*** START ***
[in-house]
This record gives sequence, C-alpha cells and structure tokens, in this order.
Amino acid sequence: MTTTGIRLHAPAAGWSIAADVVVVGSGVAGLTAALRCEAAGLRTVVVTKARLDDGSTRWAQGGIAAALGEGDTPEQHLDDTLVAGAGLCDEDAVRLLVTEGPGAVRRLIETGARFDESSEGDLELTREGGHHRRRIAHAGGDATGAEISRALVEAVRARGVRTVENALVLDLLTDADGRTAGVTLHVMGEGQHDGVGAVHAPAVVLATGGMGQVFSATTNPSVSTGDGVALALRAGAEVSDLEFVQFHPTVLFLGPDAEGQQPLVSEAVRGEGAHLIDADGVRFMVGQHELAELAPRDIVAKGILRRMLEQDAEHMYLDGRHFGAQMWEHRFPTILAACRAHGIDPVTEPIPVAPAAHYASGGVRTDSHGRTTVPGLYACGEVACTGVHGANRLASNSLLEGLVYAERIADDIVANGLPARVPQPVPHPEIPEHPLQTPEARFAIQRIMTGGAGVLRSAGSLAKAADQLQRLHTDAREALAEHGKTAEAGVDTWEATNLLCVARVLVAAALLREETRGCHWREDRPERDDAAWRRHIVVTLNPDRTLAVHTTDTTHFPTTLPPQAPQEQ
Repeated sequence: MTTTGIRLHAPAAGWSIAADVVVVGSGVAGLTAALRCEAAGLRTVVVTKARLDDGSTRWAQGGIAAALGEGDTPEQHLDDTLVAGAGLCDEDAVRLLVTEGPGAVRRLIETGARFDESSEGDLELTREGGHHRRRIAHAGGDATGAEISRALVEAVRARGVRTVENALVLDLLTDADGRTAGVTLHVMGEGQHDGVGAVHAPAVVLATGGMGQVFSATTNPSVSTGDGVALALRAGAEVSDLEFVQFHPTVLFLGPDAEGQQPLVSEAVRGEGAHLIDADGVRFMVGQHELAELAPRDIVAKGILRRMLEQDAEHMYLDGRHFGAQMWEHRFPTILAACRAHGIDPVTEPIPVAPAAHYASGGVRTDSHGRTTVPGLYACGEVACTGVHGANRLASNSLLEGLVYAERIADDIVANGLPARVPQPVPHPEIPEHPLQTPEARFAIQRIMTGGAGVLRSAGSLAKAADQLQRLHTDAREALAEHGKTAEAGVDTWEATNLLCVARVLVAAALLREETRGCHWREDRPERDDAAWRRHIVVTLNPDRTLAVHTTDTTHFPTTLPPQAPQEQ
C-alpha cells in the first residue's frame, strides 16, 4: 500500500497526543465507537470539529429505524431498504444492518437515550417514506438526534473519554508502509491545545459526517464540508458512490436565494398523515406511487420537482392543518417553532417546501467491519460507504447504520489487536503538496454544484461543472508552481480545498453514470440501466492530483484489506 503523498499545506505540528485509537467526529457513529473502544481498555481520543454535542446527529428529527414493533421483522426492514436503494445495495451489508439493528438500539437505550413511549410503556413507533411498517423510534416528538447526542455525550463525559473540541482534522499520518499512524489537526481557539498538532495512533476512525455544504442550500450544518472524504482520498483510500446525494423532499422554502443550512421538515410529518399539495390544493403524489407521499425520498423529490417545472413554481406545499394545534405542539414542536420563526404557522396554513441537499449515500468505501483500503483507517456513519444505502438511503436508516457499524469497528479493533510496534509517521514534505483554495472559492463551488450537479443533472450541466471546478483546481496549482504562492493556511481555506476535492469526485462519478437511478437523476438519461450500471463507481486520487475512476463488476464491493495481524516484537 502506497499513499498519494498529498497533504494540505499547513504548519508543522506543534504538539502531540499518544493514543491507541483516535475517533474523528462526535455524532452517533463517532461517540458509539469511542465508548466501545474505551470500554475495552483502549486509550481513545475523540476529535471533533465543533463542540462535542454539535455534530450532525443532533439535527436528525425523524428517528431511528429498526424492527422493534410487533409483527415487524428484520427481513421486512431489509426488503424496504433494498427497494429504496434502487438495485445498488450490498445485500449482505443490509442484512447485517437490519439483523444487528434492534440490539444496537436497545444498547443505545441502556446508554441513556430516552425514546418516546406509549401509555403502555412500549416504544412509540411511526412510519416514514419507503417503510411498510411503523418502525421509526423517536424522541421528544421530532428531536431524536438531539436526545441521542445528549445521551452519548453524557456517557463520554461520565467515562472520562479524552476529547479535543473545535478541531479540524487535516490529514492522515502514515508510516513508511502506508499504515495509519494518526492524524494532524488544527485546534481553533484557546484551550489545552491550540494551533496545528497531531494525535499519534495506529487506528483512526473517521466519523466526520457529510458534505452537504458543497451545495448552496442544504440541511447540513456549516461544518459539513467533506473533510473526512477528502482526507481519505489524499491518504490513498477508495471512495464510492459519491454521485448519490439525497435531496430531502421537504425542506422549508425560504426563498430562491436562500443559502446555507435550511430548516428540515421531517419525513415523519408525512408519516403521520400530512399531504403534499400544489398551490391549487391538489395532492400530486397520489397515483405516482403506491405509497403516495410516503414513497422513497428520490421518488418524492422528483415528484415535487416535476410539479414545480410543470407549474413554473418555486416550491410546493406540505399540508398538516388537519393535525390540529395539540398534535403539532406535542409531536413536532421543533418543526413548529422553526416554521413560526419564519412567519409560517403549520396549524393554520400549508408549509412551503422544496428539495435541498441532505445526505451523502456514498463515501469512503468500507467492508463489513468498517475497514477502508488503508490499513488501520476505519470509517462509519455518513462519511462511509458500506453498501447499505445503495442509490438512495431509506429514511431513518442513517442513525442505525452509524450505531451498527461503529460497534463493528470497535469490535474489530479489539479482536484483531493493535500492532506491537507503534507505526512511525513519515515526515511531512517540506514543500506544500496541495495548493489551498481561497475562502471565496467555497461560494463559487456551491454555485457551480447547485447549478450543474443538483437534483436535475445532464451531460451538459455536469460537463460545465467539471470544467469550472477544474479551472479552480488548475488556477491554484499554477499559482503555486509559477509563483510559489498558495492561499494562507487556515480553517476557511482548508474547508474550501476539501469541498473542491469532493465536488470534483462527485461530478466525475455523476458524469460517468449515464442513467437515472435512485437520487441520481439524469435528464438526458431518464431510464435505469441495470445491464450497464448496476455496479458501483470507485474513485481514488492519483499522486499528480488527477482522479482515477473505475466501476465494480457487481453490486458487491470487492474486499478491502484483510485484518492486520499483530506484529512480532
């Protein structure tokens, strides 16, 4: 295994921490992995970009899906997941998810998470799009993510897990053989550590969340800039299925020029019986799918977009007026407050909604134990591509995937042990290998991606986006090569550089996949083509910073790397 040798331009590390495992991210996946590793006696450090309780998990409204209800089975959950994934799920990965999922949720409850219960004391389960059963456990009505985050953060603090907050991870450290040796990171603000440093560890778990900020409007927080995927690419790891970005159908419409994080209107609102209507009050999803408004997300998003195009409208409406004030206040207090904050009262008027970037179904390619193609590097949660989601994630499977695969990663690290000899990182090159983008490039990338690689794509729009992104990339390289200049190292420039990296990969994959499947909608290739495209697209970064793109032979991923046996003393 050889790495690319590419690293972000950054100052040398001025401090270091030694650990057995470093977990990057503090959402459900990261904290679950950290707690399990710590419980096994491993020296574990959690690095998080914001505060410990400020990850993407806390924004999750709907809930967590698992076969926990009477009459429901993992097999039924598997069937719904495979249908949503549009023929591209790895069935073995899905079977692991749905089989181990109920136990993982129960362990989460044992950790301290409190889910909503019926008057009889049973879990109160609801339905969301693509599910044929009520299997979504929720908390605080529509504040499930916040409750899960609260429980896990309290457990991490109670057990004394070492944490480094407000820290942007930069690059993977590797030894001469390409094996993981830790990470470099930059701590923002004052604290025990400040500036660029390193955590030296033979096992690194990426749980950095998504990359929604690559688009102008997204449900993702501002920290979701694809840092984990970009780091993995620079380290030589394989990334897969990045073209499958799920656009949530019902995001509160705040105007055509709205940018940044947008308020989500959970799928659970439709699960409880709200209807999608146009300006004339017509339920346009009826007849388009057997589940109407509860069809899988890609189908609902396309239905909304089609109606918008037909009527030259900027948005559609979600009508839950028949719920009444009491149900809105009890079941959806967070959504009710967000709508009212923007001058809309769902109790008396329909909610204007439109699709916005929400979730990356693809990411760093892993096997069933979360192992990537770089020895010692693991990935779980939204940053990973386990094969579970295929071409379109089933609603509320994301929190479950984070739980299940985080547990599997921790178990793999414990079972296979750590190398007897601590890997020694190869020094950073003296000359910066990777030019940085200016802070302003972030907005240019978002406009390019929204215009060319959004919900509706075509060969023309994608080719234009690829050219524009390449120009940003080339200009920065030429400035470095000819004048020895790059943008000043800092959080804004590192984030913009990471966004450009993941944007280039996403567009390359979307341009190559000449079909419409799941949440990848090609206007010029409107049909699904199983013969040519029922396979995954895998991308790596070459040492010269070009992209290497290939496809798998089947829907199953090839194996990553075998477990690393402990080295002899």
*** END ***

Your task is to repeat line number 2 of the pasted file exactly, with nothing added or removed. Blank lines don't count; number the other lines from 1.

This record gives sequence, C-alpha cells and structure tokens, in this order.